Revision Guide: The Setting

Welcome to Part Five of our Revision Guide for IGCSE & GCSE English Language. In this guide we will look at the literary device of Setting.

What does the literary device Setting include?

  • Place

  • Time

  • Event

  • Weather

  • Social class or status


Place can be real or fictional

Time includes time of day, season & special times in history

Events includes wedding, holiday, birth, World Cup, journey, competition etc

Weather includes hot, stormy, cool, balmy, windy etc Social Class includes the social, economic & educational status of the setting.


Two main types of Setting

  1. Backdrop-The setting doesn't add any thing important to the text.

  2. Integral Setting-The setting is an integral/crucial part of the text.


Look at these different settings.

How do these places make you feel?

What connotations do they have?


Setting One

What effect does this setting have on you?


This setting probably had one or more of these effects on you:

Feeling a little spooky? mysterious? alone? small? vulnerable? intrigued? curious? afraid? moody? romantic? adventurous? crazy? brave?


Setting Two

What effect does this setting have on you?



This setting probably had one or more of these effects on you:

Feeling a little relaxed? calm? excited? adventurous? alone? lost?

The effect the setting has on you is important. Make a note of your feelings & find evidence from the text to support your feelings.


Why is the setting important?

  • The setting is a literary element which the writer uses to help create a successful & effective text.

  • The setting often directly relates to the all important theme of the work.

  • The setting has a huge impact on the effectiveness of the characters & plot.

  • The setting establishes the mood & atmosphere of the text.


How does the writer make the setting important, effective & memorable?

  • By using powerful images & words to describe it.

  • By embedding these images & words in literary techniques.

  • By using the setting to echo & reflect the thoughts, feelings & actions of the main characters.

  • By using personification & pathetic fallacy the setting can be (almost) transformed into a character.

  • By choosing a place or event name which reinforces the theme.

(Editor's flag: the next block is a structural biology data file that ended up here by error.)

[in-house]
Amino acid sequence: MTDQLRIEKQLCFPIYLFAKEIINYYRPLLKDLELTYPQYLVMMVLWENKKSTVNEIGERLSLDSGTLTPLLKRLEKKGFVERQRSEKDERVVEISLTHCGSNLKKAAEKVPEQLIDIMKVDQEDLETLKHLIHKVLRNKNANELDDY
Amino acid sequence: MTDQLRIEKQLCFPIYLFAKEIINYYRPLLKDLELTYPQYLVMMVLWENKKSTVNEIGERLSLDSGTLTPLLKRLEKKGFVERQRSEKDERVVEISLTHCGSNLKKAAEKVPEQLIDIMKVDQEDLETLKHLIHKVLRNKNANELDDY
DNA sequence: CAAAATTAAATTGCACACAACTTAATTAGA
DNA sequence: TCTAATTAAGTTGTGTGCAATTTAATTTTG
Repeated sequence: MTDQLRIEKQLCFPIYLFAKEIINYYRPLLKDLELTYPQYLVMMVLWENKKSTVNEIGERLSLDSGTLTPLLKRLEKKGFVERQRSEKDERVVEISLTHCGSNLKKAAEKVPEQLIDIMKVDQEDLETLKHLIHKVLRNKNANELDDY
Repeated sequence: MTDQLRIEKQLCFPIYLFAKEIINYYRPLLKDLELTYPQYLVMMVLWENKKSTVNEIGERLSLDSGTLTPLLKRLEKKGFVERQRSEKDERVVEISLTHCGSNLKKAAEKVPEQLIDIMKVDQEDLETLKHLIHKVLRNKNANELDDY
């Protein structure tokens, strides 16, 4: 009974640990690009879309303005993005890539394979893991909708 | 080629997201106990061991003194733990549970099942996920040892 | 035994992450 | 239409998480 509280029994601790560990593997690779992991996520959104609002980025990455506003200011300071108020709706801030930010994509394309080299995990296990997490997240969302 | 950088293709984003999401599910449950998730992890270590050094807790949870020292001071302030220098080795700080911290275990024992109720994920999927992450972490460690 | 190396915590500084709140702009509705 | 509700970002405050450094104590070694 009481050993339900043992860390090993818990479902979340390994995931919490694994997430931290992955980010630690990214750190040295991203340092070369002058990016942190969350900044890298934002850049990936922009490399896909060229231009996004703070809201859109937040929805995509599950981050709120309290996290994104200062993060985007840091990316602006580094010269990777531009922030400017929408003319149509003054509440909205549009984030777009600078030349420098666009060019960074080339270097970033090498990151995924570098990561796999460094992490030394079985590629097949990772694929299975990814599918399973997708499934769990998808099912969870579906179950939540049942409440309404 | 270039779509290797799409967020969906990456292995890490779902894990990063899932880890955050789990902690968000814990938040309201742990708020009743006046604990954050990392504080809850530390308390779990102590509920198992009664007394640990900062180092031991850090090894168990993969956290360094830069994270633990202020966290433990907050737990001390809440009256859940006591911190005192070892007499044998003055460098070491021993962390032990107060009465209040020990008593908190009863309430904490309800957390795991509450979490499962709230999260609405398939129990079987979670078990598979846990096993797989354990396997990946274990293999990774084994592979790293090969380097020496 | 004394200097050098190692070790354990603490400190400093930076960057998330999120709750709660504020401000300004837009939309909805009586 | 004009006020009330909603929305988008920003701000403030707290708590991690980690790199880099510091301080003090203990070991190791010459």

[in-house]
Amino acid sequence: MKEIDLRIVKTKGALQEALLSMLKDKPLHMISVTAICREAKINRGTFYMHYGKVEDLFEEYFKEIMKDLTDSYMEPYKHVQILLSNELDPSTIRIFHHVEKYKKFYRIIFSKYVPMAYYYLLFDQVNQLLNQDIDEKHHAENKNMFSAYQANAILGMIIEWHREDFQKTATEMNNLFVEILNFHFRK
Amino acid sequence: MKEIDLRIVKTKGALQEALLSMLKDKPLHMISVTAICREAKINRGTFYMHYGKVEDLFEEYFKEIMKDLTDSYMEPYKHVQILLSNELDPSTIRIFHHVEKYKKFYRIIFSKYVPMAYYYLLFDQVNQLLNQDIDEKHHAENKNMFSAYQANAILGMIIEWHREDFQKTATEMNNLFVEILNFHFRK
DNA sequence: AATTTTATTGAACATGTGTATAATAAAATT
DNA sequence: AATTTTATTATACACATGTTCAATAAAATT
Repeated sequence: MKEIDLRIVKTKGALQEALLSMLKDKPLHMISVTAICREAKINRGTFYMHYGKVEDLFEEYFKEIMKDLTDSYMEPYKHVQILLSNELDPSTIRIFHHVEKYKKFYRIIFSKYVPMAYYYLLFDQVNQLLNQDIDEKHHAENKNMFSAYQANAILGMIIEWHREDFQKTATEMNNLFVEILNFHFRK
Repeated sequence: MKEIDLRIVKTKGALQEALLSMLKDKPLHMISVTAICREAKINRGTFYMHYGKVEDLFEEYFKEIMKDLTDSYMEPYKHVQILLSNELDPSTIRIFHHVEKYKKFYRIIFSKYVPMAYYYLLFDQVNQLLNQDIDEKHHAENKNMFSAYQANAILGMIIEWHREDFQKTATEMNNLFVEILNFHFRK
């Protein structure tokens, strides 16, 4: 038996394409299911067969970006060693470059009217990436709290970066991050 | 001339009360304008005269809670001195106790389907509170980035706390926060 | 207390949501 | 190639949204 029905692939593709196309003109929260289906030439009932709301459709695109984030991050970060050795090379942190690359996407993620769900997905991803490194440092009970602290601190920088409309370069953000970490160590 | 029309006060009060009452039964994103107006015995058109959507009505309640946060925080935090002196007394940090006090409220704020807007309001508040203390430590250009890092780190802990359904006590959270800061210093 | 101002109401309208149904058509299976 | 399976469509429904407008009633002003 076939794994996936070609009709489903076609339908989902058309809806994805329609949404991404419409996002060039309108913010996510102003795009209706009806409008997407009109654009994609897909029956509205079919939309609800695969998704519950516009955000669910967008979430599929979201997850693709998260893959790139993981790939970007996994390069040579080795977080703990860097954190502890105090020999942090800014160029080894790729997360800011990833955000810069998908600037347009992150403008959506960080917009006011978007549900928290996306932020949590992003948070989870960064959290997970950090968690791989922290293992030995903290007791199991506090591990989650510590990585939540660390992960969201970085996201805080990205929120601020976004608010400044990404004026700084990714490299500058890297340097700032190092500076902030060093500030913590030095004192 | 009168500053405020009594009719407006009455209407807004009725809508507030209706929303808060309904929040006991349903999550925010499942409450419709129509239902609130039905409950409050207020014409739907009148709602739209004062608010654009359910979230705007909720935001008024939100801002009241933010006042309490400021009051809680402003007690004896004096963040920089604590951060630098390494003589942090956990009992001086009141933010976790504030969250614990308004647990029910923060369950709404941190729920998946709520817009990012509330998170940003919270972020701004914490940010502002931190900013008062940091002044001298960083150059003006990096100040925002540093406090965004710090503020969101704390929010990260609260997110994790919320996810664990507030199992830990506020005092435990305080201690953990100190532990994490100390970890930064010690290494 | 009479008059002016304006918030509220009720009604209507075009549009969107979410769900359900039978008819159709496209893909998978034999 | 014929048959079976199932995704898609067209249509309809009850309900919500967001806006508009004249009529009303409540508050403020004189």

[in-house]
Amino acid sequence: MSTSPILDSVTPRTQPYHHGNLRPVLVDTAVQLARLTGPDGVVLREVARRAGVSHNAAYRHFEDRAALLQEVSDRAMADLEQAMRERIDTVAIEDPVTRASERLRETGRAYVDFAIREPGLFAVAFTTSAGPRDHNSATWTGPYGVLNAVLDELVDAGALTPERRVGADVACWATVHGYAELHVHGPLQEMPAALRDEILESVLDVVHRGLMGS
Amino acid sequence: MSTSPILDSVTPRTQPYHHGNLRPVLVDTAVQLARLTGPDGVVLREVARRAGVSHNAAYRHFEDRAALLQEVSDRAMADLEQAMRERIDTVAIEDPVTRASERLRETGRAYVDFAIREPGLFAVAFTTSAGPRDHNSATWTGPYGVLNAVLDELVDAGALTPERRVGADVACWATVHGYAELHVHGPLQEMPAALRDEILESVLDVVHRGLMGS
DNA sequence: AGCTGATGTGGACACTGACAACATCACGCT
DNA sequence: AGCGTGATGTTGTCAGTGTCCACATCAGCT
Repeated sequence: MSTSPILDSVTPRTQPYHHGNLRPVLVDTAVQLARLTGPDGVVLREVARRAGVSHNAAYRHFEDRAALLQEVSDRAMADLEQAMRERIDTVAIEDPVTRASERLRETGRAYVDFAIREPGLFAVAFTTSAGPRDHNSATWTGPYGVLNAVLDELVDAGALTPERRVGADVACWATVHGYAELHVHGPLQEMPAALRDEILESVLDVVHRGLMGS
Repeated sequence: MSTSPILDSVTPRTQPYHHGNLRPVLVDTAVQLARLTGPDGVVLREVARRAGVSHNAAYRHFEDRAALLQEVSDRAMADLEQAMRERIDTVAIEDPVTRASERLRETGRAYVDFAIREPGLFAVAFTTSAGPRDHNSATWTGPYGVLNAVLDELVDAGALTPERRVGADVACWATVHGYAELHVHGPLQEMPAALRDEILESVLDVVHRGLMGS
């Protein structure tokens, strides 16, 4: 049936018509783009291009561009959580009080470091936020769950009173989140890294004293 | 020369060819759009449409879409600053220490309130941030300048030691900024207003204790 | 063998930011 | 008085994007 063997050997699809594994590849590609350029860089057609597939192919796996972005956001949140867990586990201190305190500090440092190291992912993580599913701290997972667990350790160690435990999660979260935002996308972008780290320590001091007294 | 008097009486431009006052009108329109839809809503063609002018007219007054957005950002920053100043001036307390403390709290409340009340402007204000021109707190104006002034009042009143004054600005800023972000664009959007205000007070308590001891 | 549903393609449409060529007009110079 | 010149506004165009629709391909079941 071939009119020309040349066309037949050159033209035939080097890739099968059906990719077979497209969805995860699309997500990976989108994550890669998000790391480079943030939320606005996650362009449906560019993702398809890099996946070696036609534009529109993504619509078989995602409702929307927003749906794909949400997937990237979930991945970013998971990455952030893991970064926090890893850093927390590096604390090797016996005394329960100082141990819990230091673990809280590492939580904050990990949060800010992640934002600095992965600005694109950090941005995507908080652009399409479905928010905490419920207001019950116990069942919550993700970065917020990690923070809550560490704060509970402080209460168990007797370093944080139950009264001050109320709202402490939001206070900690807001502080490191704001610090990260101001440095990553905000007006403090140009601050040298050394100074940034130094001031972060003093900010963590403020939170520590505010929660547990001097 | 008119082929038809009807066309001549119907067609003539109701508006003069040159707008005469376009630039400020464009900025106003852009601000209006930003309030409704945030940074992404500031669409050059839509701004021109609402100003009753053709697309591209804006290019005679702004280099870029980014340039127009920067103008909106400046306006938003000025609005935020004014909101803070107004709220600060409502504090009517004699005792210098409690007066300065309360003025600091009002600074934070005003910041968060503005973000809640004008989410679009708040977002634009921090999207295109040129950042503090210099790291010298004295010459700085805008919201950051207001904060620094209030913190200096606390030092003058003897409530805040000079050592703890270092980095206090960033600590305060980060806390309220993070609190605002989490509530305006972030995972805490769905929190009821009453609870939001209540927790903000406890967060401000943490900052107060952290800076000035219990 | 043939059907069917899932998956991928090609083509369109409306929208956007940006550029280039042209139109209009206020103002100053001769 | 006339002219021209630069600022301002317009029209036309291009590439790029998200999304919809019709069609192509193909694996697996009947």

• By changing & contrasting the settings.



A powerful image

"dazzling beach"

Lord of the Flies by William Golding


Connotations-bright, beautiful, heavenly & pristine.

But also enchanting, bewitching, too bright, blinding & dangerous.

What effect does this have on you, the reader?


Powerful images embedded in literary techniques

"Ralph stood there among the skull like coconuts with the green shadows from the palms & forest sliding over his skin."

Lord of the Flies by William Golding

"skull like coconuts" A disturbing simile comparing the life giving coconuts with skulls.


Connotations of death & darkness.

Alliteration-ssss the sound of a snake.

What effect does this have on you, the reader?


The setting to echo & reflect the actions & feelings of the main characters

"The storm came rattling over the Heights in full fury."

Wuthering Heights by Emily Bronte

"Full fury" pathetic fallacy. The storm has the human emotion of fury. The storm reflects the anger & rage within one of the main characters, Heathcliffe. Both the character & the setting are raging.

What effect does this have on you, the reader?


Personification & pathetic fallacy (almost) transforming the setting into a character

"The face of the heath"

"face" personification, the setting has a human face.


"The gloom of the night seemed funereal; all nature seemed clothed in crepe."

The Return of the Native by Thomas Hardy

"gloom"pathetic fallacy, the night has the human emotion of feeling gloomy.

"clothed in crepe." personification, nature is wearing Victorian mourning clothes.

What effect does this have on you, the reader?


Place names

Soledad- from "Of Mice & Men"

Wuthering Heights- from "Wuthering Heights"

Bleak House- from "Bleak House"

Hanging Rock- from "Picnic at Hanging Rock"

Tom-All-Alone's- from "Bleak House

Llareggub- from "Under Milk Wood"

Wonderland- from "Alice's Adventures in Wonderland"

What connotations do these place names have?



"It was difficult to realize that his work was not out there in the luminous estuary, but behind him, within the brooding gloom."

Heart of Darkness by Joseph Conrad

Find the 2 contrasting settings mentioned in this extract.

What effect does this contrast have on you, the reader?


Thank you for reading.

Next time we shall look at characterization & the narrative voice.

Contact us if you have any questions or would like to book a revision lesson with us.

See you soon!


#LiteraryTerms #Revision #RevisionGuide

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